Tuesday, August 08, 2017

Stray Thoughts on Language, August 8,2017

1.  I find a certain linguistic oddity fascinating in the more colloquial online comments about nasty wimminz.  That oddity is common in the so-called manosphere, and it means creating sentences where the term "women and men" is replaced by "women and males" or "females and men" or the sentence otherwise calls one biological sex male/female and the other man/woman.

I don't know the reason for that, but it's extremely common.  So common that when I see that use of the terms I know that misogyny is coming.

2.  The conservatives use the term "elites" in an odd way*.  Whenever a conservative uses that term it will not include, say, the Koch brothers or the owners of Walmart or Donald J. Trump. 

Money has dropped out of that meaning (which is very helpful for the many wealthy conservatives who indeed belong to a moneyed elite), and education has taken its place.  Imagine someone who works a low-wage job, lives in a drafty attic furnished from Salvation Army stores and eats beans and rice every day.  That person is part of the elite, as conservatives define it, as long as she or he has a college degree and as long as that attic is in an urban population center.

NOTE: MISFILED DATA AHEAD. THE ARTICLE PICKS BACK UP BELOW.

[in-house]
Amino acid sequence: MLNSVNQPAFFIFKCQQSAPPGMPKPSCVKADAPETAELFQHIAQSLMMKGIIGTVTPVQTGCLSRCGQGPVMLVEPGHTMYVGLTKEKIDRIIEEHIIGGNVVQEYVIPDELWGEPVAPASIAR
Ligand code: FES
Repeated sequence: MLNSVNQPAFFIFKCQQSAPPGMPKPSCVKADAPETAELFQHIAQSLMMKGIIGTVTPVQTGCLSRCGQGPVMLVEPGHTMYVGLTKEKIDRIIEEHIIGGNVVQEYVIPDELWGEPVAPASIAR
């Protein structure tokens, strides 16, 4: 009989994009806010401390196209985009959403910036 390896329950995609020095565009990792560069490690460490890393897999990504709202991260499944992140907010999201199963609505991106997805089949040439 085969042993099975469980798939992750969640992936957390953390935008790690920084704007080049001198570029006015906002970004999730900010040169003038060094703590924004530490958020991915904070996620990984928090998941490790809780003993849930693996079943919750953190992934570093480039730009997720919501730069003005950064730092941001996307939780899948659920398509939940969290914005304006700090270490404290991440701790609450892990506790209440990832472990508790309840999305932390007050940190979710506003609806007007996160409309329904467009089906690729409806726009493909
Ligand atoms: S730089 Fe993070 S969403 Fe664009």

The clues are clear:  A member of the "elites" means "likely to vote for Democrats" and went to school.

3.  "He took me in his arms, and kissed me.  I drowned in his smoldering eyes."
Now take out the "s" in "smoldering".


*  That's not the deepest way of analyzing the conservative uses of "elites."  Conservatives attempt to associate it with certain liberal or progressive values so that it becomes easier to argue that those values are forced upon an unwilling population who'd much rather have fascism or a feudal system with lots of fundamentalist religion.  Those systems leave the money to the actual wealthy elites, and that is the real base of the Republican Party.